So Dana Milbank noticed that President Obama by-passed an opportunity to meet with world-leaders visiting our country, yesterday, so he could hang out with the gals on that execrable program, The View. Milbank, while raising an eyebrow at Obama’s priorities, carefully manages to mention that Mitt Romney and his wife have also done the silly shows.
As Ed Morrissey points out, that false equivalence is pointless; moreover until yesterday, the American President did not blow off meeting with world leaders to hang with Whoopi.
Today, an Obama adviser trots out an excuse, and it’s a whiney one: “If he met with one leader, he would have to meet with 10″.
Um. Yeah. That’s his job. If he doesn’t want to do it, he should just stand down and stop wasting everyone’s time, and a great deal of money, with an almost surreal campaign for re-election.
Meanwhile, Egypt and America seem to be confused about how to define our relationship. A meeting might have helped. A couple meetings with a couple of world leaders might have helped the cause of mutual communication and clarity and shore up good faith.
But perhaps that’s precisely why Obama didn’t want to have to meet with anyone. Increasingly this president, a very confident fellow who doesn’t feel a pressing need to meet his security advisers, doesn’t want to meet with anyone, much, beyond his tight inner circle. The guy who thinks he can do any job better than anyone else seems intent on isolating himself from the lesser lights.
Why should he listen to other world leaders? He knows more than all of them.
Instead of talking to other world leaders — what a waste of his time — Obama decided he would wait for the big microphone and explain it all to the world.
And it’s quite a piece of rhetoric. Except for the over-insistence that a short film no one saw sparked terrorism, (and a perhaps too eager insistence that America had nothing to do with that) — Obama seemed to be channeling hated old George W. Bush:
“. . . we believe that freedom and self-determination are not unique to one culture. These are not simply American values or Western values – they are universal values. And even as there will be huge challenges that come with a transition to democracy, I am convinced that ultimately government of the people, by the people and for the people is more likely to bring about the stability, prosperity, and individual opportunity that serve as a basis for peace in our world.” [...] True democracy demands that citizens cannot be thrown in jail because of what they believe, and businesses can be opened without paying a bribe. It depends on the freedom of citizens to speak their minds and assemble without fear; on the rule of law and due process that guarantees the rights of all people.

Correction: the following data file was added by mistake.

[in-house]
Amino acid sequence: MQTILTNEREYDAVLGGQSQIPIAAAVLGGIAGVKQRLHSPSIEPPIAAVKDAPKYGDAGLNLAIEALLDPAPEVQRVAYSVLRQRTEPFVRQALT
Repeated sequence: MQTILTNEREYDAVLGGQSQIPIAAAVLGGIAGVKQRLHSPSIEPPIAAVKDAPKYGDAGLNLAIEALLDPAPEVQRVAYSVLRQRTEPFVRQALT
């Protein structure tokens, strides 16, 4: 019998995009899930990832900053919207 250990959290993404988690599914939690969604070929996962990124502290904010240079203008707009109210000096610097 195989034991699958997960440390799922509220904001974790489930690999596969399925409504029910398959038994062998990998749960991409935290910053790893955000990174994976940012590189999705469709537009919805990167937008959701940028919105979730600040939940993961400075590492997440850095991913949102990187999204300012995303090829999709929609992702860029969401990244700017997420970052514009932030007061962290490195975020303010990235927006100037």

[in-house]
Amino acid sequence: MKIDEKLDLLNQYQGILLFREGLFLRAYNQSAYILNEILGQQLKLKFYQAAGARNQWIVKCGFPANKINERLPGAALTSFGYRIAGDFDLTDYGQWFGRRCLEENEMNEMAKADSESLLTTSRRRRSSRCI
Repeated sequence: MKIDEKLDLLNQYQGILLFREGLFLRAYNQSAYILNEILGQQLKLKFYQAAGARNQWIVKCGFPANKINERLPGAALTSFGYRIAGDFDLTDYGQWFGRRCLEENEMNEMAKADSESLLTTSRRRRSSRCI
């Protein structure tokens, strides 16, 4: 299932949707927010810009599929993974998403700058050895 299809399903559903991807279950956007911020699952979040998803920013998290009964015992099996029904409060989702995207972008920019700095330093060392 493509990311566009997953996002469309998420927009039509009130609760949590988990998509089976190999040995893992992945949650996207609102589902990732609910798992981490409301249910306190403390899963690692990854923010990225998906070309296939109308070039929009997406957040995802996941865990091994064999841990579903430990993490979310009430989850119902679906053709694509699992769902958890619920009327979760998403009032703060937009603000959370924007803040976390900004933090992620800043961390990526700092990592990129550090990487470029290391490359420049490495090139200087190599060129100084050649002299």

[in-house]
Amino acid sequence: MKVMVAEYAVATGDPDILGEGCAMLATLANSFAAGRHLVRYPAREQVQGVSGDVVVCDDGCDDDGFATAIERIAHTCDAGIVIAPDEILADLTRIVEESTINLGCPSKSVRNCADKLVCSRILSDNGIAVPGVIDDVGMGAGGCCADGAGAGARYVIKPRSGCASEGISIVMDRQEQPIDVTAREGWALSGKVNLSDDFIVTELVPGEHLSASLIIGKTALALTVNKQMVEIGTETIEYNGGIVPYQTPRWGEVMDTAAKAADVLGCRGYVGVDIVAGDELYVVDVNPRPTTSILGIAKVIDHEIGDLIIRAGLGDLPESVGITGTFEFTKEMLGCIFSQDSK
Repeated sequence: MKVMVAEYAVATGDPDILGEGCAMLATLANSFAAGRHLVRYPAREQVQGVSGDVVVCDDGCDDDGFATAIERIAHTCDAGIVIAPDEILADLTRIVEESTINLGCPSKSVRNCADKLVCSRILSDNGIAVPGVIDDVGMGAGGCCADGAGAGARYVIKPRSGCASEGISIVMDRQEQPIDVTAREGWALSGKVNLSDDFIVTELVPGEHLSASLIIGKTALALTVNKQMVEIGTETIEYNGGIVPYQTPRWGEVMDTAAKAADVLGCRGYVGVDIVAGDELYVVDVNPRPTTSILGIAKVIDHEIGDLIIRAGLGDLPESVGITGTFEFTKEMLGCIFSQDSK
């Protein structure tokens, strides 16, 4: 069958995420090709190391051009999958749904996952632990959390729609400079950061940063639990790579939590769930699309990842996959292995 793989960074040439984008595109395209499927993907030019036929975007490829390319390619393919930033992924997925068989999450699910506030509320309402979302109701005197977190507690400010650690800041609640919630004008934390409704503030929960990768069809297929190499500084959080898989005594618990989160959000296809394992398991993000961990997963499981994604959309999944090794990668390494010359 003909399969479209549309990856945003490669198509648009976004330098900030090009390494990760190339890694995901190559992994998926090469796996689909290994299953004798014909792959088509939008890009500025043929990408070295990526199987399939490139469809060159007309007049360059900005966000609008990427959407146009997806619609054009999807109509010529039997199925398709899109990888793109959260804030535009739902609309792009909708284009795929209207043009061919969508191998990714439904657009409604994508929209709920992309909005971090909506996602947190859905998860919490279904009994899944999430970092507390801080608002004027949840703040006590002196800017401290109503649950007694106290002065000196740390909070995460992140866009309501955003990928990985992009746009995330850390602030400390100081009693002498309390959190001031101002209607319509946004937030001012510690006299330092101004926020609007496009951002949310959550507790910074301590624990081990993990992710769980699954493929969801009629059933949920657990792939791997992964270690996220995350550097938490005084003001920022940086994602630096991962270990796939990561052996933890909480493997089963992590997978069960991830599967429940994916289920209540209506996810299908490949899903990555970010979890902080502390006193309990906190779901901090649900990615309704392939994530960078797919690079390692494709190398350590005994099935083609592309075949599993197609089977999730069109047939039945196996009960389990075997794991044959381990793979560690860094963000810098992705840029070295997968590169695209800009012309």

In fact, it was a mostly great speech.
But in reading it I couldn’t help but think that the man giving it is the man who wants to party but not to parlay; the guy who will speak with to the pop culture, but only to the political one.
This was a “president of the world” speech. A call, I think, to end old paradigms and shake off the dust of the last 40 years of wandering in a diplomatic desert, to reach the promised land of Internamity (International Amity).
Great words. But they I think for many they’ll have a hollow ring to them, because now we know this man, and have seen that while he loves to deliver grand oratory, he does not especially want to engage, anywhere. The spirit may be willing, but the flesh votes “present” time and again, and then leads from behind.
I see a lot of hysteria in social media about this line:
“The future must not belong to those who slander the prophet of Islam.”
I sincerely hope the Romney campaign doesn’t try to make hay of that, because it’s just a teaser — I’m quite sure the speechwriter knew it would be bait for the far-right. But taken in context, it’s all quite good:
The future must not belong to those who target Coptic Christians in Egypt – it must be claimed by those in Tahrir Square who chanted “Muslims, Christians, we are one.” The future must not belong to those who bully women – it must be shaped by girls who go to school, and those who stand for a world where our daughters can live their dreams just like our sons. The future must not belong to those corrupt few who steal a country’s resources – it must be won by the students and entrepreneurs; workers and business owners who seek a broader prosperity for all people. Those are the men and women that America stands with; theirs is the vision we will support.
The future must not belong to those who slander the prophet of Islam. Yet to be credible, those who condemn that slander must also condemn the hate we see when the image of Jesus Christ is desecrated, churches are destroyed, or the Holocaust is denied.
Still, I get a sense that this UN Address, delivered by a president who went out of his way not to talk to another world leader before he made it, is Obama making a move.
What move may that be? Can’t say for sure. But just as some of our post-modern Christians talk about moving “beyond God, beyond Jesus,” I have a feeling it might be a move “beyond” America.
In the words of Bob Marley: One world; one love; let’s get together and feel alright.
Great words, and yet, I got a chill. But, you know. I could certainly be wrong.
Over at the WaPo, Jennifer Rubin finds it scandalous.